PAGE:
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Tuesday, May 8, 2018

Won't You Be My Neighbor?

Is Fred Rogers the same as his character on tv
Positively ten buck worthy. Is it possible to make an intriguing, 94-minute documentary about a man who was filled with positivity and goodness — without a scandal arc to the story? 

Yes it is.
While the production of this film involves nothing revolutionary, the subject was. Old footage of Fred Rogers is the real star of this doc about about the beginnings of his PBS show and its noble purpose — giving children the tools they need to navigate the world.
The words shared in the film are good advice for adults too. Everyone alive in 2018 can benefit from seeing this huggable film and I hope it’s a success when it opens in theaters this June.
In a nutshell: Zip up your cardigan and join this neighborly good time. It's more lovable than artful, but contains a message everyone should hear. It, like you, is special.

Award potential: Filmmaker Morgan Neville (20 Feet from Stardom) has won the Academy Award for Best Documentary. His clout. plus this lovable subject, should have this film on all short lists for nominees.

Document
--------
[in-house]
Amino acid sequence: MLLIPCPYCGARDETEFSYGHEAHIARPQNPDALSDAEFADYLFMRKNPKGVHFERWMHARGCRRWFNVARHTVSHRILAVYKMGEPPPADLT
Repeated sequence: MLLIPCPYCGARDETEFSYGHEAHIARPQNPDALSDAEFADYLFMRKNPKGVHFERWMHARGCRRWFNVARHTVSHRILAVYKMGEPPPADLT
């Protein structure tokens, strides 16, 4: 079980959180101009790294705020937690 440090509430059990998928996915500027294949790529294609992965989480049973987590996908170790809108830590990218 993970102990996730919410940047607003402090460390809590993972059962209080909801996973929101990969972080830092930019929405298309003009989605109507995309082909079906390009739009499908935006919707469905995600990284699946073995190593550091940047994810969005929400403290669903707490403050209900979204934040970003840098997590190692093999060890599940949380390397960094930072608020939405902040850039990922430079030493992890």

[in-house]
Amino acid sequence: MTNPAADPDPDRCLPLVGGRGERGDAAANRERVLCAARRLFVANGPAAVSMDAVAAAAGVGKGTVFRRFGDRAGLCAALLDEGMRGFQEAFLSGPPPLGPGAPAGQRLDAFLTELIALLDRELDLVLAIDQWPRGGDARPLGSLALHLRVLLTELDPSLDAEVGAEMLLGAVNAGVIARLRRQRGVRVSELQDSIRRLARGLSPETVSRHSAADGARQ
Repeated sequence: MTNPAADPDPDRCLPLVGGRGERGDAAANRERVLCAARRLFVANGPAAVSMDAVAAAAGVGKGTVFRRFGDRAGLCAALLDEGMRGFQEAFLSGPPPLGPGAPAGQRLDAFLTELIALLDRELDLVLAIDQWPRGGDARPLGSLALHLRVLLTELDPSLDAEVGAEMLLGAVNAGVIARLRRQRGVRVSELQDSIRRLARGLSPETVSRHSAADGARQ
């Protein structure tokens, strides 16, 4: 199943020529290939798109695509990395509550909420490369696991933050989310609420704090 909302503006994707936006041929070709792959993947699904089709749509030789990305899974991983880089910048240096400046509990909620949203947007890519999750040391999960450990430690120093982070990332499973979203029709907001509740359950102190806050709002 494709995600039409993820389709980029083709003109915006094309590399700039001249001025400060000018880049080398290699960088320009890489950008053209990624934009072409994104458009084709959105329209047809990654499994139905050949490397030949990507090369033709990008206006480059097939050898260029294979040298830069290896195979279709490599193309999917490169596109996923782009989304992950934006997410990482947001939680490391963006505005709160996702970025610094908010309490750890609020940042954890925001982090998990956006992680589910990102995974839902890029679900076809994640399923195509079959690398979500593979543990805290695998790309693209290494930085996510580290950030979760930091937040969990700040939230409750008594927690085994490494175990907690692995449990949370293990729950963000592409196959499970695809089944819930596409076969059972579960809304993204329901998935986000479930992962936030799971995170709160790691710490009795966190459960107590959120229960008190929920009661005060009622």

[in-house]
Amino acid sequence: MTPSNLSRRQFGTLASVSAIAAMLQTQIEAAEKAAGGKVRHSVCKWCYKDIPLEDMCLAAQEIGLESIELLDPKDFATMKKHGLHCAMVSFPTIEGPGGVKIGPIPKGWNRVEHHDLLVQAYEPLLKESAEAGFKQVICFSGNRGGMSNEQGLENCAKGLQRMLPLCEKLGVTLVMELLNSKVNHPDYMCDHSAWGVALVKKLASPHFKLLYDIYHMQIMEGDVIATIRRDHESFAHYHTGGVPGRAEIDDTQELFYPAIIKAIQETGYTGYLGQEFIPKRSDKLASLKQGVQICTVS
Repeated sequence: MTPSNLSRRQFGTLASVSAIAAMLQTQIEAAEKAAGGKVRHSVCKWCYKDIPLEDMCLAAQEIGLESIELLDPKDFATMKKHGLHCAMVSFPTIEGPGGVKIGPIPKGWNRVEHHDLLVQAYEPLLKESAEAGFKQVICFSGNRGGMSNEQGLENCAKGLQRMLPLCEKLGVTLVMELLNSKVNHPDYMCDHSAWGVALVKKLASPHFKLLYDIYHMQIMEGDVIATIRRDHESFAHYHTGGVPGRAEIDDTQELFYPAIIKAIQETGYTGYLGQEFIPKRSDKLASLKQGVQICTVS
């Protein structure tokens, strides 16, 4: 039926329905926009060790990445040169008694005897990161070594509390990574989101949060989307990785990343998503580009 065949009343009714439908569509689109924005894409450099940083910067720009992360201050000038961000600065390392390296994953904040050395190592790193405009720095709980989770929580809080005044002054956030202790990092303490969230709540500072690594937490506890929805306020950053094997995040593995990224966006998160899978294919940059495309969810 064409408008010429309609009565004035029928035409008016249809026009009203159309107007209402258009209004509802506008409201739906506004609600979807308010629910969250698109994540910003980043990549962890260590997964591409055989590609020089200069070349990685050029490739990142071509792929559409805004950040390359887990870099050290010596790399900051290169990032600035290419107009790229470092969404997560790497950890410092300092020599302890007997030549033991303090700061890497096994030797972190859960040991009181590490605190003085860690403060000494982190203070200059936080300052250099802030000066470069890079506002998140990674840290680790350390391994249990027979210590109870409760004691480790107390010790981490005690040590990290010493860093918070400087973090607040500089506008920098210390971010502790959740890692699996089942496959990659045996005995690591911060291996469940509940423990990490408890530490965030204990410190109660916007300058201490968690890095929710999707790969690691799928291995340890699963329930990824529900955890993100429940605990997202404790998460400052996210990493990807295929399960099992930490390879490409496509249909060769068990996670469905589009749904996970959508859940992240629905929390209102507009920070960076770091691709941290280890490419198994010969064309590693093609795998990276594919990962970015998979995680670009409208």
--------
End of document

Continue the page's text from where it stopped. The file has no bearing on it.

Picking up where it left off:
It’s an unlikely winner however, as it’s not a deep subject and drags on about ten minutes too long — not that inappropriate given that Mr Rogers never was one for hurrying.

The ten buck review: Worth ten bucks.

Saturday, April 28, 2018

Avengers: Infinity War

Super disappointing.  

(No spoilers.) I never expected The Avengers (2012) to be a good superhero film. Usually when one or more heroes or too many villains joined a series, it ended up like the dreadful Batman and Robin (1997), a franchise-ender filled with superstars, multiple plots and lots of reasons to look at my watch.

I was wrong. That first one, with a smart script and a balance of humor and action with characters we care about, raised the bar for the genre. It's the best one, period.

That talented team has their work cut out for them with Avengers: Infinity War, for all the reasons I thought the first one would fail. With too many heroes, each with about 10 minutes of screen time each, there is no soul to this film. Clearly, this is a film that intentionally culminates in hero-gathering chaos, to end a 10-year chapter in the Marvel Universe, but what does that leave the viewer?